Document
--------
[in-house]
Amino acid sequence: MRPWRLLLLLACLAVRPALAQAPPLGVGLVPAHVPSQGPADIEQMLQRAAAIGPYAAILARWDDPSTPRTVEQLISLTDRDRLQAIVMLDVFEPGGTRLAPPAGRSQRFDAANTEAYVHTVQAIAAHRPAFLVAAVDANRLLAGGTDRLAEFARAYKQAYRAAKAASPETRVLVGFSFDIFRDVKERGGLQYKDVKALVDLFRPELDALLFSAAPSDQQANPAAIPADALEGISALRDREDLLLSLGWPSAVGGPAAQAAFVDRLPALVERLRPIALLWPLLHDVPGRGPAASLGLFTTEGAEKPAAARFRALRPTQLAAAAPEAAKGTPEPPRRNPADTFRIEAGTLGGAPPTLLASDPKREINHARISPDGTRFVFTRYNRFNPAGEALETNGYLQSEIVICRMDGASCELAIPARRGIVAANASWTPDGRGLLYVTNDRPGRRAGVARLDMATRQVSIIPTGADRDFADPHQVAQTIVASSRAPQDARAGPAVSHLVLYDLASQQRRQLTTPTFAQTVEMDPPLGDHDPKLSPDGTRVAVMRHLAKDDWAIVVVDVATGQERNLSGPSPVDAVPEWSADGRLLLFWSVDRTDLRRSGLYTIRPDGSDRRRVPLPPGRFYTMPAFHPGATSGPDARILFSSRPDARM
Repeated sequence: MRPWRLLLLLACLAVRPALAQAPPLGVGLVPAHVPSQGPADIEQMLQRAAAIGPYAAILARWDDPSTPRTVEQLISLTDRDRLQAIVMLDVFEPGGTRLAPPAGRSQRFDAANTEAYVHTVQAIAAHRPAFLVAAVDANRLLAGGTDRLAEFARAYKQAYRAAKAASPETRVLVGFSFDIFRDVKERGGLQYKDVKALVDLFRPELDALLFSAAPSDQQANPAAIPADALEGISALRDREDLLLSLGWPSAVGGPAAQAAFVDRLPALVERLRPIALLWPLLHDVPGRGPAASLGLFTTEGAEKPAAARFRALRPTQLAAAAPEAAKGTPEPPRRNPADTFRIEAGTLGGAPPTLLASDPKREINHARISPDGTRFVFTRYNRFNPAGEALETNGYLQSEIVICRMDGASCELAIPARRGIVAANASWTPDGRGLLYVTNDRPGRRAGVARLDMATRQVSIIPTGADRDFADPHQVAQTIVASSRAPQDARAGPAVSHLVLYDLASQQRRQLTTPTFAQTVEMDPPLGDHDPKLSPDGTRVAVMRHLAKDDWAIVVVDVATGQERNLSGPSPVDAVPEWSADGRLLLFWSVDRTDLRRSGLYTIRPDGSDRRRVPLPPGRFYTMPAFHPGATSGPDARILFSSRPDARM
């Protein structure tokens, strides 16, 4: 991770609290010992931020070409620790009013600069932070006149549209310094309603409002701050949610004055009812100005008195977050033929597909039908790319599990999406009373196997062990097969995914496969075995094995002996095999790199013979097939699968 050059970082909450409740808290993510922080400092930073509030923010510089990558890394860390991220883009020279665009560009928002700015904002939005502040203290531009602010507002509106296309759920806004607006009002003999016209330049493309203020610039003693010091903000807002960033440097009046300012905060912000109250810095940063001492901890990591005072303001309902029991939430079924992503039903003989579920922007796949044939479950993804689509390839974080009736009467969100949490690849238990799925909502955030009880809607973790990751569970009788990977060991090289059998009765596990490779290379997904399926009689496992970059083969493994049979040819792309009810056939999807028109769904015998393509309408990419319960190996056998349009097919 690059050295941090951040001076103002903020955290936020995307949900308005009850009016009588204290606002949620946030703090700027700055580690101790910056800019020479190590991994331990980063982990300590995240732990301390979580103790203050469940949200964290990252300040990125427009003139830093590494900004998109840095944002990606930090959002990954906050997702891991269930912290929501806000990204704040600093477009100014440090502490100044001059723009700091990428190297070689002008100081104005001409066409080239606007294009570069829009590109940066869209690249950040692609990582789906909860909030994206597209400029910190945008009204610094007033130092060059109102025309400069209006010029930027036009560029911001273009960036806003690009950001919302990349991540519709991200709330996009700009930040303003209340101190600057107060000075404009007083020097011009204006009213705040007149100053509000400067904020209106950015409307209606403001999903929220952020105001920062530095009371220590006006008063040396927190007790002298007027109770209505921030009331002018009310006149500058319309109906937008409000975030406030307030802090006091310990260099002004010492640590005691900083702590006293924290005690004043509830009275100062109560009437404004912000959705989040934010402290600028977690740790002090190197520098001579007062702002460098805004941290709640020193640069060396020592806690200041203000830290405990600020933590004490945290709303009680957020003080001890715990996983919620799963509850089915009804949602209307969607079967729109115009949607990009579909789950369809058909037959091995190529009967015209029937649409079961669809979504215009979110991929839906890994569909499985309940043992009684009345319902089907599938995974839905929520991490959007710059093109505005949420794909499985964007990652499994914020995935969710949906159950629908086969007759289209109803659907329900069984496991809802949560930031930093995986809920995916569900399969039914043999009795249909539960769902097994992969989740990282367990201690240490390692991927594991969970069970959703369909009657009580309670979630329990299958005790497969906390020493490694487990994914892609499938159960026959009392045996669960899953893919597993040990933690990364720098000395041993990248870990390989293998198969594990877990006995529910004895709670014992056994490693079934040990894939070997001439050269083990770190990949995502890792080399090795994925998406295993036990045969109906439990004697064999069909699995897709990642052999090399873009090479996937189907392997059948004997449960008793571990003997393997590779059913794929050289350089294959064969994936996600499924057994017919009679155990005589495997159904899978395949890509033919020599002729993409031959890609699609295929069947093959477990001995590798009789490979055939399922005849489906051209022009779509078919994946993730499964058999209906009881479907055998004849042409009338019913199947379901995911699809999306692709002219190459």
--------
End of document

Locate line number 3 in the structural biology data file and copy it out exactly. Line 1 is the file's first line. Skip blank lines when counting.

Repeated sequence: MRPWRLLLLLACLAVRPALAQAPPLGVGLVPAHVPSQGPADIEQMLQRAAAIGPYAAILARWDDPSTPRTVEQLISLTDRDRLQAIVMLDVFEPGGTRLAPPAGRSQRFDAANTEAYVHTVQAIAAHRPAFLVAAVDANRLLAGGTDRLAEFARAYKQAYRAAKAASPETRVLVGFSFDIFRDVKERGGLQYKDVKALVDLFRPELDALLFSAAPSDQQANPAAIPADALEGISALRDREDLLLSLGWPSAVGGPAAQAAFVDRLPALVERLRPIALLWPLLHDVPGRGPAASLGLFTTEGAEKPAAARFRALRPTQLAAAAPEAAKGTPEPPRRNPADTFRIEAGTLGGAPPTLLASDPKREINHARISPDGTRFVFTRYNRFNPAGEALETNGYLQSEIVICRMDGASCELAIPARRGIVAANASWTPDGRGLLYVTNDRPGRRAGVARLDMATRQVSIIPTGADRDFADPHQVAQTIVASSRAPQDARAGPAVSHLVLYDLASQQRRQLTTPTFAQTVEMDPPLGDHDPKLSPDGTRVAVMRHLAKDDWAIVVVDVATGQERNLSGPSPVDAVPEWSADGRLLLFWSVDRTDLRRSGLYTIRPDGSDRRRVPLPPGRFYTMPAFHPGATSGPDARILFSSRPDARM